The “Heart” side in this case is the connection audiences had and still have with the band’s music, the feeling it created in millions of fans all over the world that listened to and loved it then and do to this very day.

Sharing, whether by design or accident, supercharged this connection, this sense of Belonging and Community that are cornerstones to effective use of Social Media today.

The Dead, somehow found a way to position themselves to win both the Hearts and Minds of the people, and I saw it begin to happen right in front of me, in a hall that maybe held 1,500 folks with the person at the center of the whole thing, a couple of feet away.

That’s what Positioning is all about. It is not a battle as many think, but connecting in human terms the mental and emotional connections we have with people, with information, with products and services we let in through our filters and then, in the end, act on.

No box here!!! Courtesy of NASA.

We have all heard the expression, supposedly coined by Apple’s Steve Jobs, “In the box, out of the box doesn’t matter because, actually there is no box.” From what I can tell, Owsley had nothing to do with boxes and the results of how this helped drive the ever-expanding Grateful Dead community at that time, speaks for itself.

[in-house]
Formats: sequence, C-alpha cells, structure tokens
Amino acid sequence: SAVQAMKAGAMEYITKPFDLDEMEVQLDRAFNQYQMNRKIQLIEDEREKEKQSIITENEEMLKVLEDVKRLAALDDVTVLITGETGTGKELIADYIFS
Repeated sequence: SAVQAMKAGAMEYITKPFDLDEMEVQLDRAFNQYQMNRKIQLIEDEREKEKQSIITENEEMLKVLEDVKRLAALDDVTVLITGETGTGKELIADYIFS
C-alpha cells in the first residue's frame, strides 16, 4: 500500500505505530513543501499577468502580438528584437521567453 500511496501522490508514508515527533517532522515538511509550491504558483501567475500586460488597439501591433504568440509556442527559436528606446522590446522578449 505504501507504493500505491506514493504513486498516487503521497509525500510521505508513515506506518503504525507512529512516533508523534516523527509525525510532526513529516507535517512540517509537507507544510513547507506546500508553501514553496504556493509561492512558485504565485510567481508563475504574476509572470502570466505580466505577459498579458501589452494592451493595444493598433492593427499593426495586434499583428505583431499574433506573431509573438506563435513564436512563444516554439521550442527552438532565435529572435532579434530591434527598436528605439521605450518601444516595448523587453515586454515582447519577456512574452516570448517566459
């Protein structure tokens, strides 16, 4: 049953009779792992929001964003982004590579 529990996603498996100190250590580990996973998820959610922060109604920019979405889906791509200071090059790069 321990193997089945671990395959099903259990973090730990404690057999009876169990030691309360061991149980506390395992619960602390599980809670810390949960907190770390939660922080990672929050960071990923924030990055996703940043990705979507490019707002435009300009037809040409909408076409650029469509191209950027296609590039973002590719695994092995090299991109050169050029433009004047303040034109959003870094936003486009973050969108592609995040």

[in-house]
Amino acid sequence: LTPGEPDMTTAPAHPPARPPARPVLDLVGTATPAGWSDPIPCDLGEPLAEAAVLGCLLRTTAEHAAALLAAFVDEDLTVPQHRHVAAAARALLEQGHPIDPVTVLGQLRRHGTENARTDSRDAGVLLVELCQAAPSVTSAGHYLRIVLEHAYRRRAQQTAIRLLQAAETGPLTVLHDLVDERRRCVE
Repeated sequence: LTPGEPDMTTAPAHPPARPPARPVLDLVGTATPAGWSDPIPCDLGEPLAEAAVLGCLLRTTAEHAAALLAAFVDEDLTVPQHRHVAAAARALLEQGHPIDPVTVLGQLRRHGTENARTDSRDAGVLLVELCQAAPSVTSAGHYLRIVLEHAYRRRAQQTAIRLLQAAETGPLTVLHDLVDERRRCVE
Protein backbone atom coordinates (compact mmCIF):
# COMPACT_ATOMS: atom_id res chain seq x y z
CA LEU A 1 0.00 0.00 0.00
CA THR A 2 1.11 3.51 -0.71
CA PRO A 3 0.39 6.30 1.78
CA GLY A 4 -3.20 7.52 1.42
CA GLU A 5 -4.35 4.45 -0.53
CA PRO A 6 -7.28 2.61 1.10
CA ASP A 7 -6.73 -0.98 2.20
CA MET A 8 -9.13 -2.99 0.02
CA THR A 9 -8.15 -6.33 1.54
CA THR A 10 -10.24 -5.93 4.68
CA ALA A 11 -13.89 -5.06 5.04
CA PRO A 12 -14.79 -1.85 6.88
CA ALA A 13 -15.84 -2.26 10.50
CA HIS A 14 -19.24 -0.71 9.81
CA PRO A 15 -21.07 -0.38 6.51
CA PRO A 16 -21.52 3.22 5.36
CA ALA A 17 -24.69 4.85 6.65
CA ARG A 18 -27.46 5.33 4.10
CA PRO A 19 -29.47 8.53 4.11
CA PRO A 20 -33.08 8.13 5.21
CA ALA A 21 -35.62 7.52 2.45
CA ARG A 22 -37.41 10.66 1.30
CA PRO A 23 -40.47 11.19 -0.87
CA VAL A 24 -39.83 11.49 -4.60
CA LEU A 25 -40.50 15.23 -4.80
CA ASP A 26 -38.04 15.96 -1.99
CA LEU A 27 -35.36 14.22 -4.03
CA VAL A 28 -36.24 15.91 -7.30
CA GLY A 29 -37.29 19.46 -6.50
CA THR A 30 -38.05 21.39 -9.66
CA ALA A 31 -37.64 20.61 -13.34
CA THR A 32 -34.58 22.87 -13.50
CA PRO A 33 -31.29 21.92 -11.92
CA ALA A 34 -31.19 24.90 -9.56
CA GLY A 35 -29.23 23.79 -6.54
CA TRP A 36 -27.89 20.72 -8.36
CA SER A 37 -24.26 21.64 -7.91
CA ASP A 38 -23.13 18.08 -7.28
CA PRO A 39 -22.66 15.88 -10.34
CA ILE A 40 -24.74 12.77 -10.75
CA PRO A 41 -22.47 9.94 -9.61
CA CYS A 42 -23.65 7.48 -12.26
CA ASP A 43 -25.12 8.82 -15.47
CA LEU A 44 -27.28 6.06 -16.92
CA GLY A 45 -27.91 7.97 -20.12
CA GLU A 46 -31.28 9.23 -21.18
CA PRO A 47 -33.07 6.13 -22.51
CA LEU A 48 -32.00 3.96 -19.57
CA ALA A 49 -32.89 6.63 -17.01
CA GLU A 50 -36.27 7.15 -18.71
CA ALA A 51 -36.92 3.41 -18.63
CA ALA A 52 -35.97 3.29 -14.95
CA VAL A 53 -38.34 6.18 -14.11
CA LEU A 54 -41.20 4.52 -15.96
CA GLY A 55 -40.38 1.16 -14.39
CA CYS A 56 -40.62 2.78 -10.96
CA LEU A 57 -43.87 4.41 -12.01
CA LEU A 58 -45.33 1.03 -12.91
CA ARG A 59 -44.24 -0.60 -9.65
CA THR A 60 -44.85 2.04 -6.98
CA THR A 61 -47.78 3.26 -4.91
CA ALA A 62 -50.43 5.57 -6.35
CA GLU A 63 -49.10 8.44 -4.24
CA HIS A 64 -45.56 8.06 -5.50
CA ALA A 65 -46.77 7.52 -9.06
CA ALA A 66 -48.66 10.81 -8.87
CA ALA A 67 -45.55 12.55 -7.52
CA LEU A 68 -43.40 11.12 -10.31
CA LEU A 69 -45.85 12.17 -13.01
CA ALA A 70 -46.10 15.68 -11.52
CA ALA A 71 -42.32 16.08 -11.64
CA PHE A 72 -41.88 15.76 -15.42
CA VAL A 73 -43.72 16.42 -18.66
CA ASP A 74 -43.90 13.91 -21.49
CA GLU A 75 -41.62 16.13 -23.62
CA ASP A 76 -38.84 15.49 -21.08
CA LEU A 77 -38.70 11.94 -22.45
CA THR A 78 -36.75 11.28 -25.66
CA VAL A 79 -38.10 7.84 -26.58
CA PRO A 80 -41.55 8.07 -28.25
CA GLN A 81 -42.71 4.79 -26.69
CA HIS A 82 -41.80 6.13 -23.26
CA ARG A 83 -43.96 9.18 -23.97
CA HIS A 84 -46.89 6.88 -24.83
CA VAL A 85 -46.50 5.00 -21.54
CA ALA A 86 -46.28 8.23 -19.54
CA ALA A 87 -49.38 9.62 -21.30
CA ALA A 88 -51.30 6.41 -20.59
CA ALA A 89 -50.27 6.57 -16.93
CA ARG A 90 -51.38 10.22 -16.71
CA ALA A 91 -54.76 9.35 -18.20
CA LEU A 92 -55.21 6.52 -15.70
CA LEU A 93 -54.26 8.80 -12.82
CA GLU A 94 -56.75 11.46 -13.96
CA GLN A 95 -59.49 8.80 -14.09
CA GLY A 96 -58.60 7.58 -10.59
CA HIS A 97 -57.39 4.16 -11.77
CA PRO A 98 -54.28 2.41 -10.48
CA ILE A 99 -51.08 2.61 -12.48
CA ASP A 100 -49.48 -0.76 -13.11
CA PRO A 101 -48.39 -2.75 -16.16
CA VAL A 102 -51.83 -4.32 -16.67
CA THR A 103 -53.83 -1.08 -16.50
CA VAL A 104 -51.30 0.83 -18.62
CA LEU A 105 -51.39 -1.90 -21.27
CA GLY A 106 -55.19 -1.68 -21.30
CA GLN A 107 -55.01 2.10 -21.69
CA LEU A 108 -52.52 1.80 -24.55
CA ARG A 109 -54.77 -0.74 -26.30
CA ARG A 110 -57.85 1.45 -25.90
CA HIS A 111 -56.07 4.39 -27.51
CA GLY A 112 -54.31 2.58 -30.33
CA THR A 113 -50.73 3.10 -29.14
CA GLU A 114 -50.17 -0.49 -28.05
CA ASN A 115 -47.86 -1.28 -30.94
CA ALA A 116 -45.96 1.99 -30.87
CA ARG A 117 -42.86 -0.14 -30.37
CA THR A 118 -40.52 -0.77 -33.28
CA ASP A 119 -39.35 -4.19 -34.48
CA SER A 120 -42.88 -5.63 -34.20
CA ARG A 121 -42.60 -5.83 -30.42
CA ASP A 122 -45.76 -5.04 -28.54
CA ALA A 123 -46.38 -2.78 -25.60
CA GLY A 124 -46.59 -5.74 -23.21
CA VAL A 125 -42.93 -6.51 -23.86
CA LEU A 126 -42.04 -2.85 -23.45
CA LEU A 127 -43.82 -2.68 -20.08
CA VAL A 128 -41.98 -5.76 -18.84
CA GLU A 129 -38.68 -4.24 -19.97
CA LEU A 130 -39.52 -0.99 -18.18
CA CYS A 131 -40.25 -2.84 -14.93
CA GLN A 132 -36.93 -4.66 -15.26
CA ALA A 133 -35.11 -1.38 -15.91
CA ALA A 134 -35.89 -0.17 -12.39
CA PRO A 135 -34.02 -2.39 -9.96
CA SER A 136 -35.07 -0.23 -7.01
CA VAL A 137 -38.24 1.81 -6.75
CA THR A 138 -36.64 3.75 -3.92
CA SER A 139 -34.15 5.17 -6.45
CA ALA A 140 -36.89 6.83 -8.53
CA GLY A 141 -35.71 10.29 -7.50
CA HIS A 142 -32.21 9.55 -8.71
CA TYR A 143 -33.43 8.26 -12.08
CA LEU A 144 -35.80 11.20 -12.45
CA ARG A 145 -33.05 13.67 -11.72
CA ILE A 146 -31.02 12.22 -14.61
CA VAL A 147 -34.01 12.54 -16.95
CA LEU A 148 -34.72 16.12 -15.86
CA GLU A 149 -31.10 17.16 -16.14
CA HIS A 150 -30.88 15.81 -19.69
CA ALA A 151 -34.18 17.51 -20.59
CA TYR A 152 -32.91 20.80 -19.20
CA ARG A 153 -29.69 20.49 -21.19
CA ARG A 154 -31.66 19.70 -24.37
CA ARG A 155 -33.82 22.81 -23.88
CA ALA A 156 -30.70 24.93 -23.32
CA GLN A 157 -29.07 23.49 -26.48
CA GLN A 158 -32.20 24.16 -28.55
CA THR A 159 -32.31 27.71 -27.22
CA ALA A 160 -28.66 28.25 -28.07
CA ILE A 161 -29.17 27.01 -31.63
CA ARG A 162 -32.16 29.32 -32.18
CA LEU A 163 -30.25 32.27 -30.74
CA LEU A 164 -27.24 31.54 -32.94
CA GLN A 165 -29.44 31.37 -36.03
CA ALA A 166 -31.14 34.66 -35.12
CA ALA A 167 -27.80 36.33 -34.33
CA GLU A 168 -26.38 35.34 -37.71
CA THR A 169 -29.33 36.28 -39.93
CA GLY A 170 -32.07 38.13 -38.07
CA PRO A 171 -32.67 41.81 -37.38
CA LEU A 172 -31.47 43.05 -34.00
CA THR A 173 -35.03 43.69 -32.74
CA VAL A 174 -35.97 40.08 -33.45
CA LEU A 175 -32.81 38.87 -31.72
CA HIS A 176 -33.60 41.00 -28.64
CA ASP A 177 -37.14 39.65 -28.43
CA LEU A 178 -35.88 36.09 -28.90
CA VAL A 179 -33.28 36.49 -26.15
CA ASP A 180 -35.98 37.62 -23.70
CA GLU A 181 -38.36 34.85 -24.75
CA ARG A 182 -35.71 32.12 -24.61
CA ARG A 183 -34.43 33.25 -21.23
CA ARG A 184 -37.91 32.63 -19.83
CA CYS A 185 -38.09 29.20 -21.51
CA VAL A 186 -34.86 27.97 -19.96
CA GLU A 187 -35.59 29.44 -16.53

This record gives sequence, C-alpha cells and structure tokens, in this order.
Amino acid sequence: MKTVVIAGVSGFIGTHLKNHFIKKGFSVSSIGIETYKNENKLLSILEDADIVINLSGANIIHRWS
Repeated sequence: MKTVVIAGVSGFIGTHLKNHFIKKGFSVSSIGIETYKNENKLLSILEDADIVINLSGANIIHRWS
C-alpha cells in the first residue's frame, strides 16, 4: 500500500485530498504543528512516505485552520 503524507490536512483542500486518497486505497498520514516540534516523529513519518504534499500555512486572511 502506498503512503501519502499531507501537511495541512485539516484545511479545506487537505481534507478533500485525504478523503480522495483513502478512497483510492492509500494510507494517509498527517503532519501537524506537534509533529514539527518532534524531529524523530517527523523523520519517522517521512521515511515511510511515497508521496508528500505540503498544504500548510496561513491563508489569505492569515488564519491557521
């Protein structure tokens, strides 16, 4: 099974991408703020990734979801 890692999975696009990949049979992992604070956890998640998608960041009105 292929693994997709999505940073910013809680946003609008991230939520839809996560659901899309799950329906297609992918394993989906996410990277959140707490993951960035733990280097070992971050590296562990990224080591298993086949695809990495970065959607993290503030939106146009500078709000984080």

Luck, accident, invention? Conscious, strategic intent? Who can say? It was so long ago after all. However, there were real things going on. And one thing is sure, today we have the opportunity with the luxury of 20/20 hindsight to identify goodness where we find it, and the Dead is fertile soil that offers useful info, even marketing information that we can use today. Who knew? Now we do.

Music Is Free–Let It Loose… and Reap the Benefits. PART 1

December 3, 2010

Intro: Back to the Future

I recently tee’d up final group projects for my Principles of Marketing classes this semester. Since I started doing classes in 2002, I have had students attack the music industry and break up into teams that represent major or independent record labels with the goal to create marketing strategies to grow their business from these two perspectives.